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MONDAY, June 13, 2016 (HealthDay News) -- Teens in the United States who use electronic cigarettes are six times more likely to move on to traditional cigarettes compared to kids who never use the devices, a new study reports.
A survey of about 300 high school students found a troubling pattern, although some experts disagree with the conclusions.
"Adolescents who had never smoked, but who had used e-cigarettes, were substantially more likely to begin smoking combustible cigarettes over the next year," said study lead author Jessica Barrington-Trimis. She is a postdoctoral researcher with the University of Southern California's Tobacco Center of Regulatory Science.
"The increase in e-cigarette use, which may be followed by increases in cigarette use, could result in an erosion of the progress that has been made over the last several decades in tobacco control," Barrington-Trimis said.
In recent years, scientists have debated whether e-cigarettes help smokers quit, or act as a gateway to tobacco smoking. Because of these concerns, the U.S. Food and Drug Administration is banning the sale of e-cigarettes to minors starting mid-summer.
According to new survey results from the U.S. Centers for Disease Control and Prevention, last year just 11 percent of high school students said they'd smoked cigarettes in the previous 30 days -- a significant decline since the 1990s. However, 24 percent said they'd used vape products, such as electronic cigarettes, within the last month.
E-cigarettes are electronic devices that vaporize a fluid that often includes nicotine and flavorings.
For the new study, researchers surveyed 11th and 12th graders, average age 17, about use of e-cigarettes, cigarettes, cigars, pipes and hookahs. Of those, 146 used e-cigarettes and 152 had never tried them. None had smoked cigarettes.
But 16 months later, the researchers found that 40 percent of e-cigarette users had begun smoking traditional cigarettes. This compared to 11 percent of those who'd never "vaped" -- the term for using electronic cigarettes. The study authors determined the vapers were just over six times more likely to have tried smoking compared to teens who weren't using e-cigarettes.
The difference held even after the investigators adjusted their statistics for factors such as gender, parents' education level (which hints at family income) and ethnicity.
"We can't definitively conclude the e-cigarettes cause kids to smoke cigarettes," Barrington-Trimis said. However, "those who had used e-cigarettes at baseline were substantially more likely to begin smoking cigarettes."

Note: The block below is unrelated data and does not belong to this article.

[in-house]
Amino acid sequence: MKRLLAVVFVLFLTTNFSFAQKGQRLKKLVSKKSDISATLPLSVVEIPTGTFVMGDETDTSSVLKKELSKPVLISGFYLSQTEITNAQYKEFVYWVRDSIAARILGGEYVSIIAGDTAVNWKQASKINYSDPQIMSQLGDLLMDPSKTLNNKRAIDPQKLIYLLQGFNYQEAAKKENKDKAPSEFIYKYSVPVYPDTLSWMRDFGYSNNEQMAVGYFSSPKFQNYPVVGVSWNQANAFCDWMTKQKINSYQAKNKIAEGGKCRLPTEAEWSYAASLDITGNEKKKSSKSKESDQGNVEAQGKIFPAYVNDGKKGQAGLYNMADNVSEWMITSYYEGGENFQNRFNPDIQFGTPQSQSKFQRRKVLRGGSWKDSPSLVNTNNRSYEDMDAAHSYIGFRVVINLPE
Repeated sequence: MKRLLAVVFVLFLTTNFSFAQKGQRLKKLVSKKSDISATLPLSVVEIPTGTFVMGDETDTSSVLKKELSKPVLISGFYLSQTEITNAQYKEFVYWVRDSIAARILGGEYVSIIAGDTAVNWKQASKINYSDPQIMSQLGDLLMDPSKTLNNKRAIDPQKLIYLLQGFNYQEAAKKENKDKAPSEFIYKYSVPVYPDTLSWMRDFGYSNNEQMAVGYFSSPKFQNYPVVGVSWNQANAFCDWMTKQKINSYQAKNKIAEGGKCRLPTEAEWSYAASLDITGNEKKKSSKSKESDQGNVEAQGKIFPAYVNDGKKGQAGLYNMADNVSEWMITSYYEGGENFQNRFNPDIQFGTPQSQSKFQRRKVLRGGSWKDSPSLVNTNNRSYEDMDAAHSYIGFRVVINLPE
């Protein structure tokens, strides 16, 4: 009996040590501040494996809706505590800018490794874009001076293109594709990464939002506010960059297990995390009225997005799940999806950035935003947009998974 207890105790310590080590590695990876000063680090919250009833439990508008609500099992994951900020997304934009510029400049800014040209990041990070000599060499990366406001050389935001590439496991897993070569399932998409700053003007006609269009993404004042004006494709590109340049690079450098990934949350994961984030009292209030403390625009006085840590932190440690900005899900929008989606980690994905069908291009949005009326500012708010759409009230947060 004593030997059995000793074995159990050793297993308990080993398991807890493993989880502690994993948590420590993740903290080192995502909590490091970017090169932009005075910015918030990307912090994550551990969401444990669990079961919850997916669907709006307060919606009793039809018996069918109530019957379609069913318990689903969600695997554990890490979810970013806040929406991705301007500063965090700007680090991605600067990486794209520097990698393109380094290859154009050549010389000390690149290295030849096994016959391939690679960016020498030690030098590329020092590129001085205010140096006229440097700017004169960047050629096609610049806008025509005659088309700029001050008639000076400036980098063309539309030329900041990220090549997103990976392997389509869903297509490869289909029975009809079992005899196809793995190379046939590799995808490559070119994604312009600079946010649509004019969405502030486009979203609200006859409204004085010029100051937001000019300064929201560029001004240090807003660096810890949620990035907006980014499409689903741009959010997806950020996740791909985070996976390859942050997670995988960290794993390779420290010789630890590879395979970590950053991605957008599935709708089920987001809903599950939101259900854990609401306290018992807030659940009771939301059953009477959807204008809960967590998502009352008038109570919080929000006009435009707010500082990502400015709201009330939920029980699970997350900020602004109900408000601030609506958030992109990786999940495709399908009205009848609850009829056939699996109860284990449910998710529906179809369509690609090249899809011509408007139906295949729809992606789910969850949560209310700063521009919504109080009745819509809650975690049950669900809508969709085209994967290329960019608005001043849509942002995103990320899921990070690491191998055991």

The fact that many who tried regular cigarettes had vowed not to do so at the start of the study suggested that e-cigarette use wasn't simply an indicator of kids who would have smoked anyway, the researchers said.
E-cigarette users were also more likely to try hookahs, pipes or cigars, the survey found.
The study results drew mixed reviews.
Peter Hajek, director of tobacco research with the Wolfson Institute of Preventive Medicine at Queen Mary, University of London, criticized the work.
"The authors misinterpret their findings," Hajek said. "Like several previous studies of this type, this one just shows that people who try things, try things."
Other research shows that overall smoking by adolescents is declining even as e-cigarette use rises, Hajek said.
"In fact, the decline in youth smoking over the past few years has been faster than ever before. This does not necessarily mean that e-cigarette experimentation prevents the uptake of smoking, although this is possible," he added. "But there is clear and strong evidence that such experimentation does not contribute to smoking uptake."
Barrington-Trimis questioned this contention, saying it's not proven by research.
Gregory Conley, president of the American Vaping Association, said there's nothing new or "particularly helpful" about showing that some young adults try e-cigarettes and then experiment with smoking.
"The bottom line is that as more teens have experimented with vapor products, youth smoking has experienced massive and unprecedented declines that no one predicted just five years ago," Conley said.
However, the study elicited praise from Thomas Wills, interim director of the Cancer Prevention and Control Program with the University of Hawaii Cancer Center. It "adds a lot of support" to the idea that e-cigarettes can cause cigarette smoking, Wills said.
"Some people have previously suggested that since e-cigarettes are available, this will prevent teenagers from smoking," Wills said. This study and others debunk that idea, he added.
The study was published online June 13 in the journal Pediatrics.
Copyright © 2016 HealthDay. All rights reserved.
SOURCES: Jessica Barrington-Trimis, Ph.D., postdoctoral scholar-research associate, department of preventive medicine and tobacco center of regulatory science, University of Southern California, Los Angeles; Peter Hajek, Ph.D., professor and head of psychology, Wolfson Institute of Preventive Medicine, Queen Mary, University of London; Gregory Conley, president, American Vaping Association; Thomas Wills, Ph.D., professor and interim director, Cancer Prevention and Control Program, University of Hawaii Cancer Center, Honolulu; July 2016, Pediatrics